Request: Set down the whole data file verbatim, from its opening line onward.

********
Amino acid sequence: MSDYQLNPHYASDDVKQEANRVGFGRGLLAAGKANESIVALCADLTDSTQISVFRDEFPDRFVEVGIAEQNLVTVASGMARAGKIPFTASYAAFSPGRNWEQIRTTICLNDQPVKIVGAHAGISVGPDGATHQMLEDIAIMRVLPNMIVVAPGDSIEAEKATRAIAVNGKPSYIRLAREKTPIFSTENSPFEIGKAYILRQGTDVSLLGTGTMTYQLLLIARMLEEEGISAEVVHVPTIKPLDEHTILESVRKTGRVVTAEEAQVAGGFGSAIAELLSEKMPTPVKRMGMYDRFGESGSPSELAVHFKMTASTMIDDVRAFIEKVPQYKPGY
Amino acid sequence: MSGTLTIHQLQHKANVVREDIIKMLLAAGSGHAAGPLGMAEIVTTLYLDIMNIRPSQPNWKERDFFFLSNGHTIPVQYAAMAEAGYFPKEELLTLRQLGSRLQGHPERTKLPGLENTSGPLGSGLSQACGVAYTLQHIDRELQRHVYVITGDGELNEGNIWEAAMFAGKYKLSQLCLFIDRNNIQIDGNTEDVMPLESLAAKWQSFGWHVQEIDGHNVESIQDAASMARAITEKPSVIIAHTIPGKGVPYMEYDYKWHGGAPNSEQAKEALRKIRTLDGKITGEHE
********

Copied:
Amino acid sequence: MSDYQLNPHYASDDVKQEANRVGFGRGLLAAGKANESIVALCADLTDSTQISVFRDEFPDRFVEVGIAEQNLVTVASGMARAGKIPFTASYAAFSPGRNWEQIRTTICLNDQPVKIVGAHAGISVGPDGATHQMLEDIAIMRVLPNMIVVAPGDSIEAEKATRAIAVNGKPSYIRLAREKTPIFSTENSPFEIGKAYILRQGTDVSLLGTGTMTYQLLLIARMLEEEGISAEVVHVPTIKPLDEHTILESVRKTGRVVTAEEAQVAGGFGSAIAELLSEKMPTPVKRMGMYDRFGESGSPSELAVHFKMTASTMIDDVRAFIEKVPQYKPGY
Amino acid sequence: MSGTLTIHQLQHKANVVREDIIKMLLAAGSGHAAGPLGMAEIVTTLYLDIMNIRPSQPNWKERDFFFLSNGHTIPVQYAAMAEAGYFPKEELLTLRQLGSRLQGHPERTKLPGLENTSGPLGSGLSQACGVAYTLQHIDRELQRHVYVITGDGELNEGNIWEAAMFAGKYKLSQLCLFIDRNNIQIDGNTEDVMPLESLAAKWQSFGWHVQEIDGHNVESIQDAASMARAITEKPSVIIAHTIPGKGVPYMEYDYKWHGGAPNSEQAKEALRKIRTLDGKITGEHE